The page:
mercoledì 2 dicembre 2009

Starting over

Every two months, I change my 11 classes at Cremona and Zappa. This means that I get to share my English-speaking presence with everyone; plus, as my tutor Giovanna explained to me, the parents won't complain. So this Monday I entered into new classes, introducing myself all over again. My typical first line to my teen-aged audience goes like this:

Hi! My name is Rachel, and I'm from South Carolina, in the United States. Do you know where that is?

They always say yes, but I explain anyway. I then go on to briefly describe the weather in the South (hot) and tell about how I moved to Northampton for university (cold). I talk about studying literature and politics, and, if I'm feeling reckless, my year abroad in Florence (they're not supposed to know I speak Italian, but I figure as long as I don't speak it with them it only helps that I understand their second language pain). Sometimes I add that I worked in a pizza shop over the summer, just for some added flair. And then, I say, I came here!
I've learned that it's nice to go around and have them say their names and a few facts about themselves, but I've also learned that I forget these names almost immediately. So this time around I have them make little signs that they keep on their desks. This reduces the instances when I have to say, "What" Yesterday one girl, Alba, helpfully provided the English meaning of her name, "sunrise".
I ask them if they have any questions about me or the United States. Some example questions:

Why did you come to Italy?
Do you like Italian food?
What is the difference between the United States and Italy?
Do you like Barack Obama?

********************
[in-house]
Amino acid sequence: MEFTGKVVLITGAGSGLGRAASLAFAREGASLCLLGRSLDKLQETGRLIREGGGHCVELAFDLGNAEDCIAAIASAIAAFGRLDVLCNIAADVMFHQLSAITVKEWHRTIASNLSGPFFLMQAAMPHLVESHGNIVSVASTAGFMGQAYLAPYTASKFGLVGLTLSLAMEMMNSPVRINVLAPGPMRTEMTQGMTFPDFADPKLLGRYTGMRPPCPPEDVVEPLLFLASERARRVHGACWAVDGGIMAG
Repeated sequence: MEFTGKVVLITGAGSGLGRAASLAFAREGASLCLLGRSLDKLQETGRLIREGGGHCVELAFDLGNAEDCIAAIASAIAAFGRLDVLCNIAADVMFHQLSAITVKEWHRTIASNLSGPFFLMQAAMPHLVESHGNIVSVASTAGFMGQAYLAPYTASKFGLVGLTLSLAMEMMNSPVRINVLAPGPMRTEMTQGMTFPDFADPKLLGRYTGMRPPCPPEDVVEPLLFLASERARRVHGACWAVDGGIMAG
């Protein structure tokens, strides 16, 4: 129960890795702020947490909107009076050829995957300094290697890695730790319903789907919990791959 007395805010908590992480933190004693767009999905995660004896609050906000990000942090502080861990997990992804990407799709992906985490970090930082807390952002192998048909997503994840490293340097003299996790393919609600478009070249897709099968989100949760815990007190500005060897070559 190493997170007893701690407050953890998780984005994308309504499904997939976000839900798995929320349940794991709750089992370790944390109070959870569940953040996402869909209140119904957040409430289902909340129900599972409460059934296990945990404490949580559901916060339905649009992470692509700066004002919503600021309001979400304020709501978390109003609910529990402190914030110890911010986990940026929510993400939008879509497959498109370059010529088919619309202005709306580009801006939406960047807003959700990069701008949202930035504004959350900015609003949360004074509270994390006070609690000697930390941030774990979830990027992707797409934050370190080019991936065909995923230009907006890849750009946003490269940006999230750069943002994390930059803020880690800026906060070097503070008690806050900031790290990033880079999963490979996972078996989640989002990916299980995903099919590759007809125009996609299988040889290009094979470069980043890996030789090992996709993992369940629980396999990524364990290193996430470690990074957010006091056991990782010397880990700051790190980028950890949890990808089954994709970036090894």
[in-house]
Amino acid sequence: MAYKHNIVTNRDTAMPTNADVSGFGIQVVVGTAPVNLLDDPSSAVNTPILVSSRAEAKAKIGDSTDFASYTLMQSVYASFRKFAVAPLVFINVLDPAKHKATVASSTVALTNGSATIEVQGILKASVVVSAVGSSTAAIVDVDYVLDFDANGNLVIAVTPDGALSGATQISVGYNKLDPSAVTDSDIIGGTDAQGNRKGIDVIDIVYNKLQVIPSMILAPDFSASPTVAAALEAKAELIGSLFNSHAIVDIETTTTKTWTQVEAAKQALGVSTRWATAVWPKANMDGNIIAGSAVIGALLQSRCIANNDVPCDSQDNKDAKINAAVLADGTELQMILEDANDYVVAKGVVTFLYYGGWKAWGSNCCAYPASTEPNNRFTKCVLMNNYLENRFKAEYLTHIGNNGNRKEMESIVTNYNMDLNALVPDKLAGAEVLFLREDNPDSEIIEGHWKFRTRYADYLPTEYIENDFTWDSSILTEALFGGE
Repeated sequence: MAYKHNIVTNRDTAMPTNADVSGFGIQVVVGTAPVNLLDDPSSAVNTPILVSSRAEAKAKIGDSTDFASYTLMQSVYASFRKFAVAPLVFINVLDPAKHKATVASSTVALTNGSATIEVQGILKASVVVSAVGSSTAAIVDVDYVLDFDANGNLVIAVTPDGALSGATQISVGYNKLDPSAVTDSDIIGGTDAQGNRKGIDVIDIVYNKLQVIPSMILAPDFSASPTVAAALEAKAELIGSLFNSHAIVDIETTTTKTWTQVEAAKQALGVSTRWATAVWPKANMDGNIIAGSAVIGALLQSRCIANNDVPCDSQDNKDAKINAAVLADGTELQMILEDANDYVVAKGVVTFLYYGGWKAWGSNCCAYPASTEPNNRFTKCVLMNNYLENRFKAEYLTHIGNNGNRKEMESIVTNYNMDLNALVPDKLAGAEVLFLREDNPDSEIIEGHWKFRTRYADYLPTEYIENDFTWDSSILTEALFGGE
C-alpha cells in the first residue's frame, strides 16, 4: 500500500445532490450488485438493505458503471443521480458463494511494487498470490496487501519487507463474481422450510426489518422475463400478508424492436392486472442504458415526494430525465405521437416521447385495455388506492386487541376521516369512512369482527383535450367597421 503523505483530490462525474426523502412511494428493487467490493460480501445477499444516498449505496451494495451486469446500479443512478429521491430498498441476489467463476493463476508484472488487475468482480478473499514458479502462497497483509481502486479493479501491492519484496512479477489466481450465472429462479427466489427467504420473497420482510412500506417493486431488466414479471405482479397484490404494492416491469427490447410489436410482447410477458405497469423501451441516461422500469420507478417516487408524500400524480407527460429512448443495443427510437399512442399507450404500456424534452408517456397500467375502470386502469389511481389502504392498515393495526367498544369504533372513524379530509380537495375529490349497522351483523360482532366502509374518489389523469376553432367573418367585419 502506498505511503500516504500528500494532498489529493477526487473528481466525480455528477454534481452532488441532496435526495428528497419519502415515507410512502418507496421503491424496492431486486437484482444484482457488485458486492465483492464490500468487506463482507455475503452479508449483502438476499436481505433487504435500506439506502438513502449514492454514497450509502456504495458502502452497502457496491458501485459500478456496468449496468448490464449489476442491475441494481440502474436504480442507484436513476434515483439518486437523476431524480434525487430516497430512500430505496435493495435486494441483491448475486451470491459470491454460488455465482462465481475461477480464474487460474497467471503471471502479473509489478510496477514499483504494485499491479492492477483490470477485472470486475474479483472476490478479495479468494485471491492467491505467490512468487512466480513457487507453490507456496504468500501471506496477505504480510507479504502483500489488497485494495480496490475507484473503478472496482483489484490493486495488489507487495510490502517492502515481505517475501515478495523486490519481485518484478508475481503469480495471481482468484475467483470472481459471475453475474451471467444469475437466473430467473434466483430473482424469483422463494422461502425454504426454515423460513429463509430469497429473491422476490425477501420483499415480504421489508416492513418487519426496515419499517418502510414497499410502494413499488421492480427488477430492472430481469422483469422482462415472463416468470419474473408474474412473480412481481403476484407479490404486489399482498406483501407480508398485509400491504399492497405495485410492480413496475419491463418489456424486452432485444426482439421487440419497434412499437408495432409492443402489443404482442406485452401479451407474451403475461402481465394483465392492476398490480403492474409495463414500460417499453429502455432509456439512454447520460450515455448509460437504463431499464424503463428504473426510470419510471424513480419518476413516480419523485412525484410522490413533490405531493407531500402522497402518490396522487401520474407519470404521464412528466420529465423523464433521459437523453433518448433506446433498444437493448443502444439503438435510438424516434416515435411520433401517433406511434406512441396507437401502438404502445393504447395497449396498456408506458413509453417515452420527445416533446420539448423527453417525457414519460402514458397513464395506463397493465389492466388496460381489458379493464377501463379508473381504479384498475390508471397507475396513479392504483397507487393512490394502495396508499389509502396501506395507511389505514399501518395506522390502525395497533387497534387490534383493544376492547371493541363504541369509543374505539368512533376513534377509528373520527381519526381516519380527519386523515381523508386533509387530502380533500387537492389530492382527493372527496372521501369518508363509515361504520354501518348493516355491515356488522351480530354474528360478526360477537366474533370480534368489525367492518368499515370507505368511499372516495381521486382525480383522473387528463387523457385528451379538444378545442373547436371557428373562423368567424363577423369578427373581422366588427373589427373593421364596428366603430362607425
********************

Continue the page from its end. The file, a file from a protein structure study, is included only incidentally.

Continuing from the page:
Do you speak Italian? (The issue is unavoidable. I respond, I am learning Italian, but I do not speak it in this classroom.)
What cities have you seen in Italy?
Have you been to New York?
Why do you like Italy?
Do you have a boyfriend?

I reserve the right not to answer some questions, but usually I'm honest. The difference between the U.S. and Italy is tough one, as is the one about why I like Italy. These are questions I'm trying to answer myself.
If I still need to break the ice some, I'll ask them for advice about where to go in Milan. Several kids have told me to go to Luini to eat panzerotti, a Milanese speciality of fried calzones. Someone in every class has said the Duomo, Castello Sforzesco, to see the Last Supper, and to go shopping on Corso Buenos Aires. A couple classes have suggested Brera, the Navigli, and a soccer game at San Siro. One boy suggested Monza to see the car races. Another invited me to come to our neighborhood Sugar Lounge, and another group invited me to go dancing at a discoteca called Limelight. I respectfully declined.
And so we begin to get to know each other. I miss my old classes already, I was just getting to know the kids. Still, it's nice to see new faces, and now (hopefully) remember some names...

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